The bed forms generated by liquid flows over loose-grain boundaries assume only two orientations relative to flow, being either transverse or longitudinal, but range enormously in physical scale. Two types of bed form, current ripples and parting lineations, take a characteristic length (2) which is independent of boundary conditions as expressed by flow depth (d). We have that:

λL≤ 0.025 m (parting lineations)

λR≤ 0.60 m (ripples).

The characteristic length of other kinds of bed form is correlated with flow depth, according to the equations:

λD= 1.16D1.1.55 (dunes)

λA 6.3d (antidunes, Fr = 1.0)

λSR= 1.35d1.31 (sand ribbons)

λM - 672d1.11 (meander bars)

λT= 116d2 (tidal current ridges)

From these relationships can be deduced the compositions of theoretical hierarchies of bed forms, where a hierarchy is defined as a series of bed forms graded as to size which in combination are adapted to a single overall flow condition. The compositions of these hierarchies, which are closely matched by naturally occurring hierarchies, are broadly related to available flow depth, general flow conditions (lower or upper regime), and availability of sediment.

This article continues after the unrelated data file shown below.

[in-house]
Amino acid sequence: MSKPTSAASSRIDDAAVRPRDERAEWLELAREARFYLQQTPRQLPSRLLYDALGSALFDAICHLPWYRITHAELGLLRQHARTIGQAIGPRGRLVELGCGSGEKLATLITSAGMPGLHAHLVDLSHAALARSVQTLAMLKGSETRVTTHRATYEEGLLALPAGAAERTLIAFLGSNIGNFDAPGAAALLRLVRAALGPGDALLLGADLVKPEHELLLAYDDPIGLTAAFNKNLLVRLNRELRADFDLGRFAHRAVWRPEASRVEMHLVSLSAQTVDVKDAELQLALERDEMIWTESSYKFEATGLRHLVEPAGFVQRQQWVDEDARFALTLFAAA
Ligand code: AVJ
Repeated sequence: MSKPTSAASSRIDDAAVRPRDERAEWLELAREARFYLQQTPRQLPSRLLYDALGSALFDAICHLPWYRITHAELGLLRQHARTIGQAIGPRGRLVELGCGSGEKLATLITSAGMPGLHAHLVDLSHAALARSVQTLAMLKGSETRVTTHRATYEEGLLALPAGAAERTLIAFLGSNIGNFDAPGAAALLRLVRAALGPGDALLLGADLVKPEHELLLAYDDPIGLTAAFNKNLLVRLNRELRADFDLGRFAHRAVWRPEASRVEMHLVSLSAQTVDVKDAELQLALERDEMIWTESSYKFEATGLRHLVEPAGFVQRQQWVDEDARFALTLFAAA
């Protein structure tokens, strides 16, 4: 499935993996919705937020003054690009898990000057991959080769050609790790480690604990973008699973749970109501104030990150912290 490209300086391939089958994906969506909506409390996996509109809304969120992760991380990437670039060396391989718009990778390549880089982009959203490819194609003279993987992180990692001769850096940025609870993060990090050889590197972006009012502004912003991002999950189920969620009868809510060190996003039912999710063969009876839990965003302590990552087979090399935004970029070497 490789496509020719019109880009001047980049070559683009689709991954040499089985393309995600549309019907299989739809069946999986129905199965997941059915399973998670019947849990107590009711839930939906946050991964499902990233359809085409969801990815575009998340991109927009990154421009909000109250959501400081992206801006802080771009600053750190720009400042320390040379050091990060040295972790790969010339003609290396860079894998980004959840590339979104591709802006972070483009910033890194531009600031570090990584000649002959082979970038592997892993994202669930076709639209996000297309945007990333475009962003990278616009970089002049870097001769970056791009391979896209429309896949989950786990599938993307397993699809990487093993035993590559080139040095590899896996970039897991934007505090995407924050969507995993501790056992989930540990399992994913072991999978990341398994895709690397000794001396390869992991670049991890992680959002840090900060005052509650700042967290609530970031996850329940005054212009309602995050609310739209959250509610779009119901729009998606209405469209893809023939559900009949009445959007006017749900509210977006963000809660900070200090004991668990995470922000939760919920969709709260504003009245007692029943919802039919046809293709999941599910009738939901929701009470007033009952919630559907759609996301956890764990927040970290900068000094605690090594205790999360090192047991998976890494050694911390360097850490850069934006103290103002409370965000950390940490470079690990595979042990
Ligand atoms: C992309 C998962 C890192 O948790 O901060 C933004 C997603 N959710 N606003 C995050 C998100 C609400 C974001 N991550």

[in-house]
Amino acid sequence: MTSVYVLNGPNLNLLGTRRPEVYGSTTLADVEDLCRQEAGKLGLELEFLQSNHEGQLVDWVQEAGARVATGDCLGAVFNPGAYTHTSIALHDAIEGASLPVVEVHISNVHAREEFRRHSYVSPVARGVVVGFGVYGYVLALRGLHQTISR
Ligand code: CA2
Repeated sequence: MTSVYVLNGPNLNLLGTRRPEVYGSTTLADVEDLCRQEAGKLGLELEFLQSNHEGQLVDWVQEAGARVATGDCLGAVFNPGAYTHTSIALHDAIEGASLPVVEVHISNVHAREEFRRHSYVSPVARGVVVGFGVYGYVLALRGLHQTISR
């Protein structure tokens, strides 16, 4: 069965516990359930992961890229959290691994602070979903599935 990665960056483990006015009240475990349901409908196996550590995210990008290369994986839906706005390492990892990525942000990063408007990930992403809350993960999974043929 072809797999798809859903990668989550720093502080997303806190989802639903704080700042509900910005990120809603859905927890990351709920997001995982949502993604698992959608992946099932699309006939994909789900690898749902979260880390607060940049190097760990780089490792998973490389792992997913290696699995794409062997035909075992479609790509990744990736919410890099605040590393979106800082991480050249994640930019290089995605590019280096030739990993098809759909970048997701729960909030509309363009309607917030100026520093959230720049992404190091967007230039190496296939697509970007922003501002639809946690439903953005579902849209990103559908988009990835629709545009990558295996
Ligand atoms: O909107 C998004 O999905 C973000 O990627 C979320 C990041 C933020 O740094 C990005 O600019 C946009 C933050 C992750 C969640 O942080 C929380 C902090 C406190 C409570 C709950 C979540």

Bed forms are considered to be due to unstable interactions between the bed material and the over-bed flow, of liquid or grains or both.

Hierarchies of bed forms arise because the quantities determining the flow are suficiently numerous that several mutually unstable combinations can exist, each combination being expressed in terms of a bed form of a characteristic physical scale and orientation relative to flow.